NEWS: Mississippi hometown honors author of civil rights memoir
Led by Wilkinson County Correctional Facility Chaplain Roscoe Barnes, a group of MTC staff at the Wilkinson facility in Woodville, Mississippi recently set out to honor a civil-rights activist whose courage and determination had an impact on many people in the South and throughout the world. Anne Moody was honored by Wilkinson staff and the City of Centreville, MS where she was born. The mayor and city council issued a resolution renaming a street in Moody’s name and proclaiming September 15 as “Anne Moody Day”. The story was picked up nationally! Read the article below by the Washington Post.
FILE – In this May 28, 1963 file photograph, a group of white people pour sugar, ketchup and mustard over the heads of Tougaloo College student demonstrators at a sit-in demonstration at a Woolworth’s lunch counter in downtown Jackson, Miss. Seated at the counter, from left, are Tougaloo College professor John Salter,and students Joan Trumpauer and Anne Moody. Anne Moody, a civil rights activist who wrote about challenging segregation in the South is being honored in her hometown, two years after her death. (Fred Blackwell/The Clarion-Ledger via AP) (Associated Press)
JACKSON, Miss. — A civil rights activist who wrote about challenging segregation in the South was honored in her hometown, two years after her death.
About 70 people gathered Friday in the southwestern Mississippi town of Centreville — population 1,680 — to unveil a sign for the newly renamed Anne Moody Street. Moody was born in Centreville on Sept. 15, 1940.
Her memoir, “Coming of Age in Mississippi,” was published in 1968 and is required reading in some schools. It recounts her early life in a poor family and her participation in civil rights activities that put her in danger, including efforts to register black voters.
Roscoe Barnes III, who is chaplain at a prison near Centreville, helped organize the Anne Moody Day commemoration, held on what would have been her 77th birthday. He said her son, Sasha Straus, attended, as did some of her siblings and cousins.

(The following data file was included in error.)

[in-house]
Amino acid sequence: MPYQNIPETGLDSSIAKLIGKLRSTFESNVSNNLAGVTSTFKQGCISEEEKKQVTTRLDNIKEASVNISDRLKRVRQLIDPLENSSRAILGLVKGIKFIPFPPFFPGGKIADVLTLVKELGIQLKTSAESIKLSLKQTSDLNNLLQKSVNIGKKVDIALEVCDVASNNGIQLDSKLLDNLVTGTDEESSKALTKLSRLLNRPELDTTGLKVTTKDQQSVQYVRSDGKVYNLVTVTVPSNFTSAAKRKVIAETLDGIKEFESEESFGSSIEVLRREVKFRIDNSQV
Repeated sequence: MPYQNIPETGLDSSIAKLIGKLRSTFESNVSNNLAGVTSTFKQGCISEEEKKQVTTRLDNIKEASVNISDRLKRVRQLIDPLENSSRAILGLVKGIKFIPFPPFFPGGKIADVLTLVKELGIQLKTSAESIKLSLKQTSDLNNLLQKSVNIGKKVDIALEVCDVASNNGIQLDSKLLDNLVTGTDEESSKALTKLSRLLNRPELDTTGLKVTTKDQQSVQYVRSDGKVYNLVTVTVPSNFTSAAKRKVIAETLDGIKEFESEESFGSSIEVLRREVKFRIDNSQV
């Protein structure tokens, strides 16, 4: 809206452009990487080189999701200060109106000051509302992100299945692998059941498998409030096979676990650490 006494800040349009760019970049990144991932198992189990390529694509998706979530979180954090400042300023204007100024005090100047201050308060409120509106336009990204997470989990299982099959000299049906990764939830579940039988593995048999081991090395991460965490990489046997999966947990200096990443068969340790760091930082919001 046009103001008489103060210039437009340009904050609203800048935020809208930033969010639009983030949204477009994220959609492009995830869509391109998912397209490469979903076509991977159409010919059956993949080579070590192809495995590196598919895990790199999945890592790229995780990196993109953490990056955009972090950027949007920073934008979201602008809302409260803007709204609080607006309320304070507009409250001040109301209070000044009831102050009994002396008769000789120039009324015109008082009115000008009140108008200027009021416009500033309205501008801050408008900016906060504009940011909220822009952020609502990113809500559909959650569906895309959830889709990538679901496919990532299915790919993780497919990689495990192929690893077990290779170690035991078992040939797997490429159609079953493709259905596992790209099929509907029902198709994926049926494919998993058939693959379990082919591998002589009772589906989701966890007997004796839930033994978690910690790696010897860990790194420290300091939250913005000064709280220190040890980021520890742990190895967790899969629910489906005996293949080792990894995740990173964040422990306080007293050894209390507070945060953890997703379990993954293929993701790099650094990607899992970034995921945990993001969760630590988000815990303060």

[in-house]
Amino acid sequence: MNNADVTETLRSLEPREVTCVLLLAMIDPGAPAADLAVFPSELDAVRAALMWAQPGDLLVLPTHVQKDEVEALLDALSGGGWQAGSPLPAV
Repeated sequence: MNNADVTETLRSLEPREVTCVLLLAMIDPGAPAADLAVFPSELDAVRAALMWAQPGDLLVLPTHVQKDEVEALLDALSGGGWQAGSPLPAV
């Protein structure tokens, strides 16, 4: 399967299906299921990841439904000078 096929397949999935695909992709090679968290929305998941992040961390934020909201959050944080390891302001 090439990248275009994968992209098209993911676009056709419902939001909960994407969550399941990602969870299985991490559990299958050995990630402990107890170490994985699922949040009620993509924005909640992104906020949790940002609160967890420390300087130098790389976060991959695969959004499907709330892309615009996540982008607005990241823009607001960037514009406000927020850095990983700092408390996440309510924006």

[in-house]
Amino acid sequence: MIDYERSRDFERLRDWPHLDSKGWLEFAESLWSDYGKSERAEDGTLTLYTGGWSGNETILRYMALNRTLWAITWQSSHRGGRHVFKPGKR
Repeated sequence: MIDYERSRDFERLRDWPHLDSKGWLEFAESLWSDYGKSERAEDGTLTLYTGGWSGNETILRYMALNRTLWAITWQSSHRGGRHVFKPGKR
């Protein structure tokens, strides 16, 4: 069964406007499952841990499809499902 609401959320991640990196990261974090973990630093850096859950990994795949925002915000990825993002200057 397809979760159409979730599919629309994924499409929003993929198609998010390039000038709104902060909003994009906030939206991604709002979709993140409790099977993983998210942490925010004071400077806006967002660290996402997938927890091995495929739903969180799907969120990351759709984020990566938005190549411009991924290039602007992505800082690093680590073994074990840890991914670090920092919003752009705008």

“Here’s a woman who literally put her life on the line in the fight for freedom and justice,” Barnes told The Associated Press. “We’re here because she was there. She survived threats, beatings, incarcerations.”
On May 28, 1963, Moody was part of an integrated group of students from historically black Tougaloo College who staged a peaceful sit-in at a segregated Woolworth’s lunch counter in Jackson, Mississippi. They had worked with Mississippi NAACP leader Medgar Evers to prepare for the protest.
White high school students, egged on by some adults, dumped ketchup and mustard on the heads of Moody and the other protesters. She wrote that after she and two other black students started praying at the counter, one white man slapped her and another threw her against an adjoining counter. One of the praying students was pulled violently from his seat.
Evers was assassinated outside his Jackson home two weeks after the sit-in.
After Moody graduated from college in 1964, she moved to New York, where she wrote her book. She returned to Mississippi in the mid-1990s but never felt at ease in the state, said one of her sisters, Adline Moody.
Anne Moody had dementia before she died at home in Gloster, Mississippi, in 2015. She was 74.
Barnes does volunteer work for the Anne Moody History Project, which is based at the privately run prison where he works, Wilkinson County Correctional Facility. He said some inmates and have been reading and discussing “Coming of Age in Mississippi” as part of a book group. He said he also gives away copies of the book to people who live in southwestern Mississippi.